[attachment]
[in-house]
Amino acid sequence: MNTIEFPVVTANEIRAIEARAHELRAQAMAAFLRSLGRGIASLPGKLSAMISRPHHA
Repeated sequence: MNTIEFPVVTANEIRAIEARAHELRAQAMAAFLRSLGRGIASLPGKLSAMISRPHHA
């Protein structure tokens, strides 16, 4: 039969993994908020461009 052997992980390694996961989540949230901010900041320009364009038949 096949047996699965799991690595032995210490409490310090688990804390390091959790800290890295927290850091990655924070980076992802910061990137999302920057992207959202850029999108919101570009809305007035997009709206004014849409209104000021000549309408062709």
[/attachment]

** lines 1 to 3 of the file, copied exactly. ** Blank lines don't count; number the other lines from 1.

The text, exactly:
[in-house]
Amino acid sequence: MNTIEFPVVTANEIRAIEARAHELRAQAMAAFLRSLGRGIASLPGKLSAMISRPHHA
Repeated sequence: MNTIEFPVVTANEIRAIEARAHELRAQAMAAFLRSLGRGIASLPGKLSAMISRPHHA